Of the many and varied kinds of fairies and elementals that were said to possess the awesome powers of shape-shifting, certainly one of the most mysterious, and strangest of all, was the Dryad. It was a definitive entity of magical proportions that took shape-shifting to a truly unique level – as we shall now see. The Dryad was a supernatural entity that features heavily in ancient Greek mythology, and which was exclusively associated with forests and woods, and trees. There was a very good reason for that. Britannica.com say of this strange, magical creature: “Dryad, also called hamadryad, in Greek mythology, a nymph or nature spirit who lives in trees and takes the form of a beautiful young woman. Dryads were originally the spirits of oak trees (drys: “oak”), but the name was later applied to all tree nymphs. It was believed that they lived only as long as the trees they inhabited.”
In essence, the Dryads were what, today, we would consider to be nature spirits – nymphs, one might be justified in saying. While within the teachings of ancient Greece the Dryads were seen as the guardians and protectors of trees and of the woods, there was a related belief that they were the trees; that each and every tree had its own spirit; one that could appear in the form of the tree itself, or as a sprite-like fairy being. Different trees were possessed by – or could shape-shift into – different elementals and vice-versa. For example, according to the Greeks, ash trees were the domain of the Meliae – most well-known within Greek mythology as the protectors and guardians of the mighty Greek god, Zeus, during his very earliest years.
Mulberry bushes were cared for by a sub-group of Dryads known as the Morea. The Syke did likewise for fig trees. As did the Balanos for the oak, and Ptelea for the elm tree. There was a very good reason why so much care and dedication went into protecting the trees: should a tree die, then the elemental within it – or, depending on one’s belief system, the entity that could shapeshift into the tree – would die, too. Just like the Selkie of Scotland and Iceland, the Dryads possessed the magical ability to transform themselves into beautiful women and handsome men – with the female entity being the most often reported.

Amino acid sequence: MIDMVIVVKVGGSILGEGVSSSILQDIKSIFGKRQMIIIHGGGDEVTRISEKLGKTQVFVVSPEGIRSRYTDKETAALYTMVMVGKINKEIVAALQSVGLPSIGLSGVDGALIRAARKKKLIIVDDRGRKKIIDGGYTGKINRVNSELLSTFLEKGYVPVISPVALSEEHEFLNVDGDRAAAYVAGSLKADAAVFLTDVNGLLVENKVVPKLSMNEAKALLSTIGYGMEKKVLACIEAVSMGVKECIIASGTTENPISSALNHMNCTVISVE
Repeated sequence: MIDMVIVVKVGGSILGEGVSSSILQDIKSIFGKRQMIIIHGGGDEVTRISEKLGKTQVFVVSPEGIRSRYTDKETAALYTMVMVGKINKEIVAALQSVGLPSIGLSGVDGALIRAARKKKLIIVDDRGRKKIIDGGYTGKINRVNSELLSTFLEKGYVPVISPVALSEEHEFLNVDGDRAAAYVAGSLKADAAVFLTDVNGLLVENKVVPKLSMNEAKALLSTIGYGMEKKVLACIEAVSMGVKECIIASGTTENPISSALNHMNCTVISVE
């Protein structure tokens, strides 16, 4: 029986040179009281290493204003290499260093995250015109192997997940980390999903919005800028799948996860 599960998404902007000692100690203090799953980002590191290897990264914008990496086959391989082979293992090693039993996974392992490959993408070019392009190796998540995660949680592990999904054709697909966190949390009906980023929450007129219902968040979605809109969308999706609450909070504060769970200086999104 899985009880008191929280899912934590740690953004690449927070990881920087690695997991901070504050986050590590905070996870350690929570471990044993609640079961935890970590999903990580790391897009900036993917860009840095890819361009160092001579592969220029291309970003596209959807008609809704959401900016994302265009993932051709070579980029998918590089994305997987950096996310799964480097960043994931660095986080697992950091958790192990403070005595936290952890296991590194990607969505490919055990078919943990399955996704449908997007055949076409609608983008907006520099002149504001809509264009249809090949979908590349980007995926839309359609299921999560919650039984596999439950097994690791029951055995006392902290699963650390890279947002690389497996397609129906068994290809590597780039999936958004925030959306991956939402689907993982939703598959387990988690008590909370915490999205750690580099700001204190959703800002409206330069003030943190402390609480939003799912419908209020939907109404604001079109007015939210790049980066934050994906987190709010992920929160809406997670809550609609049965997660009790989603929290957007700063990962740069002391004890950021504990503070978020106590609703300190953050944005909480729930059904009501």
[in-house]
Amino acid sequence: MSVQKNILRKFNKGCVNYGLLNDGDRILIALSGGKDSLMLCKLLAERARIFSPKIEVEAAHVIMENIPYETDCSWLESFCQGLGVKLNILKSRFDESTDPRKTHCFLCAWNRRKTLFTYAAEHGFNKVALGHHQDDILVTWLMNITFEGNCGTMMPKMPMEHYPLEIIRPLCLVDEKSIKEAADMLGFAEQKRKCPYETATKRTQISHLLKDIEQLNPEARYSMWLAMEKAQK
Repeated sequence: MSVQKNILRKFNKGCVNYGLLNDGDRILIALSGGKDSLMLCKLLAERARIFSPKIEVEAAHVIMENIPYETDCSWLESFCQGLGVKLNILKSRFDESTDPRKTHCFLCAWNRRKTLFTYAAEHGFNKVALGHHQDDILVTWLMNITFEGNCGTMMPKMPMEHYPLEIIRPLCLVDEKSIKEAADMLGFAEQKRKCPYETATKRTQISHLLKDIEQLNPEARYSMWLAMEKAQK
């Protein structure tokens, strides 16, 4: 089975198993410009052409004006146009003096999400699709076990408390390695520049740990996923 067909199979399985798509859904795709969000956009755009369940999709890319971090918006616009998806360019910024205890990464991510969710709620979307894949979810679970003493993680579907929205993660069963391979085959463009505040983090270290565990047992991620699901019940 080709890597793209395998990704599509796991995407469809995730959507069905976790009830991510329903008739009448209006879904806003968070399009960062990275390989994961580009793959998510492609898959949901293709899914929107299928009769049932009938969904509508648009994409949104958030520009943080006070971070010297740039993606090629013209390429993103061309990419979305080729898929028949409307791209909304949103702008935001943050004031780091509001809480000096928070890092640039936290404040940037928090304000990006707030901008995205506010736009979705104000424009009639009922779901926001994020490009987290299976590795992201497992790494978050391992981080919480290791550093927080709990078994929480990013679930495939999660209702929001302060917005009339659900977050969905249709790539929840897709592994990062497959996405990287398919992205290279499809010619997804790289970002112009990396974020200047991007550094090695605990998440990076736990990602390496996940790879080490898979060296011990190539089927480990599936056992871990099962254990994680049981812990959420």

Theoi Greek Mythology site provides some intriguing information. They demonstrate that there was more than one such type of entity: “The Meliai (Meliae) were nymphs of the ash-trees…The Oreiades (Oreads) were nymphs of the mountain conifers….[and] the] Daphnaie were nymphs of the laurel trees, one of a class of rarer tree-specific Dryad. Others included the “…Nymphai Aigeiroi (of black poplars), Ampeloi (of grape vines), Balanis (of the ilex), Karyai (of the hazel-nut), Kraneiai (of cherry-trees), Moreai (of the mulberry), Pteleai (of elm trees), and Sykei (of fig trees).”
Mythology.net add yet further data to the magical tales: “Dryads are considered minor and mortal goddesses who have exceptionally long life spans but are deeply and supernaturally connected to the trees they call home, and are limited to the space of the tree or the forest the tree grows in. If the tree dies, then the dryad could die along with it, which is a tragic vulnerability that is acknowledged by the gods. If a mortal causes the death, then that mortal is usually punished unless he or she attempted to make peace with or appease the Dryad. The Dryads mischievously and fiercely protect their trees as well, and mortals would do well to not act foolishly around any tree inhabited or protected by a Dryad.”
Indeed, we should be very protective of our trees. Whether you believe in the old legends or not, none can deny the near-magical atmospheres that woods and forests provoke.